Molecular evolution of K+ channels in primitive eukaryotes.

Timothy J. Jegla, L. Salkoff

Research output: Contribution to journalReview article

21 Citations (Scopus)

Abstract

Cnidarians and ciliate protozoans represent evolutionary interesting phylogenetic groups for the study of K+ channel evolution. Cnidaria is a primitive metazoan phylum consisting of simple diploblast organisms which have few tissue types such as jellyfish, hydra, sea anemones, and corals. Their divergence from the rest of the metazoan line may predate the radiation of the major triploblast phyla by several hundred million years (Morris, 1993). Cnidarians are the most primitive metazoans to have an organized nervous system. Thus, comparing K+ channels cloned from cnidarians to those cloned from more advanced metazoans may reveal which types of K+ channel are most fundamental to electrical excitability in the nervous system. In contrast, channels in ciliate protozoans such as Paramecium may not have been designed to send electrical signals between cells, but simply to control the behavior, such as an avoidance reaction, of a single cell. Hence, comparing cloned Paramecium K+ channels to K+ channels cloned from cnidarians and other metazoans may reveal which types of K+ channel are most fundamental to electrical excitability in eukaryotes, and which K+ channels are specialized for neuronal signaling. Potassium channels are involved in a diversity of tasks and are universally present in eukaryotes. K+ channels set the resting membrane potentials of most metazoan and protozoan cells and are fundamental components of membrane electrical activity in virtually all eukaryotic systems. These channels control the shape, duration and frequency of metazoan action potentials and are known to participate in the action potentials of protozoans, fungi and plants as well (Hille, 1992). Voltage-clamp recordings have shown that a various assortment of voltage-gated K+ channels as well as Ca(2+)-activated K+ channels are widespread in eukaryotes (Hille, 1992). Thus, K+ channels appear to be crucial to behavioral responses in all classes of eukaryotes, including locomotion in metazoans and protozoans, and rapid growth responses and cell shape changes in plants. K+ channel diversity is by far the greatest in metazoans, which have made a strong commitment to electrically excitable cellular networks. There is an apparent need for a great diversity of K+ channel subtypes in these metazoans. Over 50 K+ channel sequences from many distinct gene families have been reported so far, and all but two (both from plants) have been found in triploblast metazoans. The complex needs of neuronal integration and neuromuscular transmission in triploblasts require exquisite control of cellular excitability. This is in large part achieved by an extensive and diverse set of K+ channels.(ABSTRACT TRUNCATED AT 250 WORDS)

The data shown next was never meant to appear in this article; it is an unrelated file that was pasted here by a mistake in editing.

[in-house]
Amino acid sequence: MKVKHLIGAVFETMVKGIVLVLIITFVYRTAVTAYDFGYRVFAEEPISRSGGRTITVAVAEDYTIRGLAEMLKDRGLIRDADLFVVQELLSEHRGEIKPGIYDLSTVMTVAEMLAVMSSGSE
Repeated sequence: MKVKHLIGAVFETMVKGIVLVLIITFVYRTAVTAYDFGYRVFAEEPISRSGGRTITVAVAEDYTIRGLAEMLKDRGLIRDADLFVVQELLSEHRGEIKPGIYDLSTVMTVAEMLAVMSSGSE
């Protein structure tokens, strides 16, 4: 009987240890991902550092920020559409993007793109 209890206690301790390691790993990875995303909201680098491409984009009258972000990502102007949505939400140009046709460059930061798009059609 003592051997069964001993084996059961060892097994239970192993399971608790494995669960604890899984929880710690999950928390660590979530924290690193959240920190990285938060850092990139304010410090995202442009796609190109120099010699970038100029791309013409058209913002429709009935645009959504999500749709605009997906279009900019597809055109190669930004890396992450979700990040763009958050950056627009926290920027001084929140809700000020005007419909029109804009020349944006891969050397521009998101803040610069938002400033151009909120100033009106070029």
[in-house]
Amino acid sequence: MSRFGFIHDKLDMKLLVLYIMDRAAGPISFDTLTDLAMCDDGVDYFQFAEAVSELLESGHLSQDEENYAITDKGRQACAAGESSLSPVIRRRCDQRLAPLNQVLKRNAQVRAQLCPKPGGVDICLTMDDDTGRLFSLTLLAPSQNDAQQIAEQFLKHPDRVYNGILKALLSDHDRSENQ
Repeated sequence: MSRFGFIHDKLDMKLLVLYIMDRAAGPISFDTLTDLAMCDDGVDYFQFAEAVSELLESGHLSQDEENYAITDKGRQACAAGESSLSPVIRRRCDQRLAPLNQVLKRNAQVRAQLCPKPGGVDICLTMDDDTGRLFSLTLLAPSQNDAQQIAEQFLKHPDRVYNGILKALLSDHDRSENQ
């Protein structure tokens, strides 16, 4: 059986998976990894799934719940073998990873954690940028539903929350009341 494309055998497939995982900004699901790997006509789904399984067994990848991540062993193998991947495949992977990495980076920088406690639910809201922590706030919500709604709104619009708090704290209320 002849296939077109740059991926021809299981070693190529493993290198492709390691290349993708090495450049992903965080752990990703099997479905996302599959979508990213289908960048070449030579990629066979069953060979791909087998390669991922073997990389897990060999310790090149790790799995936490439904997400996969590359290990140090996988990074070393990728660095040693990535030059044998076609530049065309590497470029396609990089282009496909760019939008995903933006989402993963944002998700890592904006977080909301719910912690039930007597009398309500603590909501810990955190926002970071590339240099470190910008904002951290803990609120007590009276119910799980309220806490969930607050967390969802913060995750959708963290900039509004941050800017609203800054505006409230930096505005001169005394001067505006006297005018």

Original languageEnglish (US)
Pages (from-to)213-222
Number of pages10
JournalSociety of General Physiologists Series
Volume49
StatePublished - Jan 1 1994